Introduction: The presence of liver metastases in sarcomatous tumors is associated with poor prognosis. However, in selected patients, surgical resection has been suggested as a tool to improve survival rates. The aim of our study is to describe postoperative and oncological outcomes after liver resection.
Methods: A retrospective unicentric study was conducted including patients diagnosed with hepatic metastases from soft tissue sarcoma who underwent hepatic resection between 2003-2019. The inclusion criteria were the presence of resectable disease, including synchronic and metachronic lesions. The presence of extra-hepatic controlled disease was not considered unresectable.
Results: Nineteen patients underwent liver resection for liver metastasis of 7 different sarcomatous subtypes. Median age was 58-years. Liver metastases were diagnosed a median 25 months after primary tumor diagnosis. Six patients (32%) suffered of synchronic metastases and 12 (63%) were affected of extrahepatic disease. Major hepatectomy was done in 5 (26 %) patients, 8 (42%) minor complications were described. Median follow-up was 33 months. Survival analysis was performed independently for, GIST tumors and non-GIST sarcomas. One, three and five-year survival rate was 100%, 85.7% and 42.9% in non-GIST sarcomas, while Five and ten-year survival rate was 100% and 40% in GIST, respectively.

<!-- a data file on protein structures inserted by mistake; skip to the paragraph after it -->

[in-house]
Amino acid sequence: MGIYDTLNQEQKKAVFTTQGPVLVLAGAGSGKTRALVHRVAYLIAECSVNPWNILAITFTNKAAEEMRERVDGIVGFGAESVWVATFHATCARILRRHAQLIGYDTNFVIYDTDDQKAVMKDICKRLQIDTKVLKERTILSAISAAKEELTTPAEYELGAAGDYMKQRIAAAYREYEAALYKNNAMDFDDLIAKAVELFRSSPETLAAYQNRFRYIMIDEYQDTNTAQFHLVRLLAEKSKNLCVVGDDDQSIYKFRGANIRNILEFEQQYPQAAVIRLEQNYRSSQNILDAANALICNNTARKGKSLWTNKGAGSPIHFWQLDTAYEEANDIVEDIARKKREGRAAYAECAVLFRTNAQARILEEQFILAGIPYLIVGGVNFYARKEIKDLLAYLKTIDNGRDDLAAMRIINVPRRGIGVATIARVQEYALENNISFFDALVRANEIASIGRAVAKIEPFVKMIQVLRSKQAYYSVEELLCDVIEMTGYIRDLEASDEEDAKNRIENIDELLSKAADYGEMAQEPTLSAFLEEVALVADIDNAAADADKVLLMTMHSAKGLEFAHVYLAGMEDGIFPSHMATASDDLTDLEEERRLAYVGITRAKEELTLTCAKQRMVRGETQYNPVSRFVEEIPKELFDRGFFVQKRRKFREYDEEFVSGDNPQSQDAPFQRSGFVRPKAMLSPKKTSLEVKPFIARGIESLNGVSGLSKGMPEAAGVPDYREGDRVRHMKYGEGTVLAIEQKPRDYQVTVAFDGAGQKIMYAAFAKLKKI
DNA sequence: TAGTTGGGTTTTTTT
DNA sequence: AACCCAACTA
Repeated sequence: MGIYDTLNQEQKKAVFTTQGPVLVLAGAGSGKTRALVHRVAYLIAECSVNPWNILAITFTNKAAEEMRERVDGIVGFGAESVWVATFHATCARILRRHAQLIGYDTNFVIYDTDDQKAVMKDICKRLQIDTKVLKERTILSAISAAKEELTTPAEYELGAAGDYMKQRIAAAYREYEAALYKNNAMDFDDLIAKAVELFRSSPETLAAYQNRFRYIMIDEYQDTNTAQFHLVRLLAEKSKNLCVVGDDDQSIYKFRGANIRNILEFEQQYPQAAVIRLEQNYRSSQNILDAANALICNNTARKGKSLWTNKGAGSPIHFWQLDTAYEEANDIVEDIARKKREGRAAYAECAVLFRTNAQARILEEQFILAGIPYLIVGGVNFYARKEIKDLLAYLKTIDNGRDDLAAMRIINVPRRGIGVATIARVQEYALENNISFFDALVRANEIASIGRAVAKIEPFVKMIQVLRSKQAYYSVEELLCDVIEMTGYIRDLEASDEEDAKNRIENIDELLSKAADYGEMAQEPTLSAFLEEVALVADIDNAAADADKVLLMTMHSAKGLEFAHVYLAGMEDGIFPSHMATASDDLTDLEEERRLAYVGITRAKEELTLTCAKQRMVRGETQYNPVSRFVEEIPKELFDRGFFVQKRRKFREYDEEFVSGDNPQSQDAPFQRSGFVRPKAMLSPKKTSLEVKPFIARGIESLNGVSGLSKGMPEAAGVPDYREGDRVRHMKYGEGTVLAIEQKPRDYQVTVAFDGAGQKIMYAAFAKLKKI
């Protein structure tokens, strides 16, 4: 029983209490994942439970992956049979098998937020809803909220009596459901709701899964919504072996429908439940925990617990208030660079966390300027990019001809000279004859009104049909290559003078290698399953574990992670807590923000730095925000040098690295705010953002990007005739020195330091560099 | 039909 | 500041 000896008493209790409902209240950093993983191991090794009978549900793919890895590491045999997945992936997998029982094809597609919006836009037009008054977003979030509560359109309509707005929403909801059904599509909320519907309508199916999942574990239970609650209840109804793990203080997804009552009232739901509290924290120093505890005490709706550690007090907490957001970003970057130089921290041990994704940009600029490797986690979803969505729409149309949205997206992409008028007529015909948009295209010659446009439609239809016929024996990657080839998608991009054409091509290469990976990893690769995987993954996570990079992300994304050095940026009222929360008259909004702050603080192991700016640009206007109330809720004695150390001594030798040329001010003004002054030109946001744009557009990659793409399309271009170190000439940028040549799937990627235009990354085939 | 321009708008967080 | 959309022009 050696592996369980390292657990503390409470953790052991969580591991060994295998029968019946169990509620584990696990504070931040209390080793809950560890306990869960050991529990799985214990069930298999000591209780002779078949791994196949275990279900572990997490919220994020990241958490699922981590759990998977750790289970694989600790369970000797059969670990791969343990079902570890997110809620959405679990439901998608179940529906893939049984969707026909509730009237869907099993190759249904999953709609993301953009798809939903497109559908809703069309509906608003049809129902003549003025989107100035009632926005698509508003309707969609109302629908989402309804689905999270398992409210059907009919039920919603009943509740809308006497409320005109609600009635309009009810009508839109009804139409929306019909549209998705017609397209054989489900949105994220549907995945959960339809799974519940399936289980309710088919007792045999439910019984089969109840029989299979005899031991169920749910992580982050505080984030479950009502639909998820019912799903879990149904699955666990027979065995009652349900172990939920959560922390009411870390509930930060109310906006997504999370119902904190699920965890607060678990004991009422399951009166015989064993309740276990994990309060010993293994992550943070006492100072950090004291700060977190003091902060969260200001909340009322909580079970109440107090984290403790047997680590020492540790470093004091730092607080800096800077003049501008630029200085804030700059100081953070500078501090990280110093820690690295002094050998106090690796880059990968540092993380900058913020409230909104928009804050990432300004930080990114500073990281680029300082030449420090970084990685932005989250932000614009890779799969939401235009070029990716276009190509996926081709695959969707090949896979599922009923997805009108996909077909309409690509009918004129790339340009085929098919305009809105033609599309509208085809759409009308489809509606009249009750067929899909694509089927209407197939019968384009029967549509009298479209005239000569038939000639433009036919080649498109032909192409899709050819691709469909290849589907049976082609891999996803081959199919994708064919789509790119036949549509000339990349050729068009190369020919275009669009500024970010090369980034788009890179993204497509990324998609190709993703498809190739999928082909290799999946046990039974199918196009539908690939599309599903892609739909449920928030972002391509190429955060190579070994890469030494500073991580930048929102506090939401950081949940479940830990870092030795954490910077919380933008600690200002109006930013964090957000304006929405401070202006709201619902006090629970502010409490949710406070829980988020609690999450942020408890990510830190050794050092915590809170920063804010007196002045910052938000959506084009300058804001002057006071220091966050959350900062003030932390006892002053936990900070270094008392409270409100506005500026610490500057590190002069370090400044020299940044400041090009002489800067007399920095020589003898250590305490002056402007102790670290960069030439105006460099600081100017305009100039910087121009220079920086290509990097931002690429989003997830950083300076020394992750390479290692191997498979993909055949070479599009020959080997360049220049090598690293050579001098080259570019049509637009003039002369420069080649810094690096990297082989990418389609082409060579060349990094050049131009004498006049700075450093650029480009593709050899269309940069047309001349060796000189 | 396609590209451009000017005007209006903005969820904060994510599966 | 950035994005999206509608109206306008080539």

Conclusion: Surgical approach of liver metastases of sarcomatous tumors seems to be useful in order to improve survival in selected patients, while been associated to low complications rate. In our cohort, extrahepatic disease rate is high in comparison with series published before, nevertheless survival is comparable. These results support performing surgical resection in selected patients with stable extrahepatic disease.
Keywords: Gastrointestinal stroma tumor; Liver metastases; Metástasis hepáticas; Sarcoma; Tumor del estroma gastrointestinal.
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